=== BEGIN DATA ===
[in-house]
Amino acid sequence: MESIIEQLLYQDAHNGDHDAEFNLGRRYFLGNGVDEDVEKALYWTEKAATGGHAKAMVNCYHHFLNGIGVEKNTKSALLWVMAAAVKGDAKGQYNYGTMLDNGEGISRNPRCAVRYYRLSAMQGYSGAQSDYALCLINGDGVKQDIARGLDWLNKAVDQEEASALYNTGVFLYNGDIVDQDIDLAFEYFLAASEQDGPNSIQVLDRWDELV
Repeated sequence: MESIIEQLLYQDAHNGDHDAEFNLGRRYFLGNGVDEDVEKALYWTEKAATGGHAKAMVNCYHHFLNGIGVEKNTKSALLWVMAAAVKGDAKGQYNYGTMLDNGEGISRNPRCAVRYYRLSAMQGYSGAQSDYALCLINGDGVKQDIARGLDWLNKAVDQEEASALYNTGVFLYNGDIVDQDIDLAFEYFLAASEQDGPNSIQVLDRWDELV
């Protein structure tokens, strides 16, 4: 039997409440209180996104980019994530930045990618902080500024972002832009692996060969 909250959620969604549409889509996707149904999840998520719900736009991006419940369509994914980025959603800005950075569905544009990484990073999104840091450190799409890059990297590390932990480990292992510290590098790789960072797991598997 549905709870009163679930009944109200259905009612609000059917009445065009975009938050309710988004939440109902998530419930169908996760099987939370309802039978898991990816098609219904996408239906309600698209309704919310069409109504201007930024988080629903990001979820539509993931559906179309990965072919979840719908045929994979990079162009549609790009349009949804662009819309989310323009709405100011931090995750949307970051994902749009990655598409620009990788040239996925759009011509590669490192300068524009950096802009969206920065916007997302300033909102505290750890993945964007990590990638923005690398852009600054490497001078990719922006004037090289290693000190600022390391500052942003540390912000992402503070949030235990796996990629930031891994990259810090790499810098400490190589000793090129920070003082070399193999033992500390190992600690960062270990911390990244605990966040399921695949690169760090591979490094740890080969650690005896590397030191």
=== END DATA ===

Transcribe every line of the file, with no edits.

[in-house]
Amino acid sequence: MESIIEQLLYQDAHNGDHDAEFNLGRRYFLGNGVDEDVEKALYWTEKAATGGHAKAMVNCYHHFLNGIGVEKNTKSALLWVMAAAVKGDAKGQYNYGTMLDNGEGISRNPRCAVRYYRLSAMQGYSGAQSDYALCLINGDGVKQDIARGLDWLNKAVDQEEASALYNTGVFLYNGDIVDQDIDLAFEYFLAASEQDGPNSIQVLDRWDELV
Repeated sequence: MESIIEQLLYQDAHNGDHDAEFNLGRRYFLGNGVDEDVEKALYWTEKAATGGHAKAMVNCYHHFLNGIGVEKNTKSALLWVMAAAVKGDAKGQYNYGTMLDNGEGISRNPRCAVRYYRLSAMQGYSGAQSDYALCLINGDGVKQDIARGLDWLNKAVDQEEASALYNTGVFLYNGDIVDQDIDLAFEYFLAASEQDGPNSIQVLDRWDELV
């Protein structure tokens, strides 16, 4: 039997409440209180996104980019994530930045990618902080500024972002832009692996060969 909250959620969604549409889509996707149904999840998520719900736009991006419940369509994914980025959603800005950075569905544009990484990073999104840091450190799409890059990297590390932990480990292992510290590098790789960072797991598997 549905709870009163679930009944109200259905009612609000059917009445065009975009938050309710988004939440109902998530419930169908996760099987939370309802039978898991990816098609219904996408239906309600698209309704919310069409109504201007930024988080629903990001979820539509993931559906179309990965072919979840719908045929994979990079162009549609790009349009949804662009819309989310323009709405100011931090995750949307970051994902749009990655598409620009990788040239996925759009011509590669490192300068524009950096802009969206920065916007997302300033909102505290750890993945964007990590990638923005690398852009600054490497001078990719922006004037090289290693000190600022390391500052942003540390912000992402503070949030235990796996990629930031891994990259810090790499810098400490190589000793090129920070003082070399193999033992500390190992600690960062270990911390990244605990966040399921695949690169760090591979490094740890080969650690005896590397030191």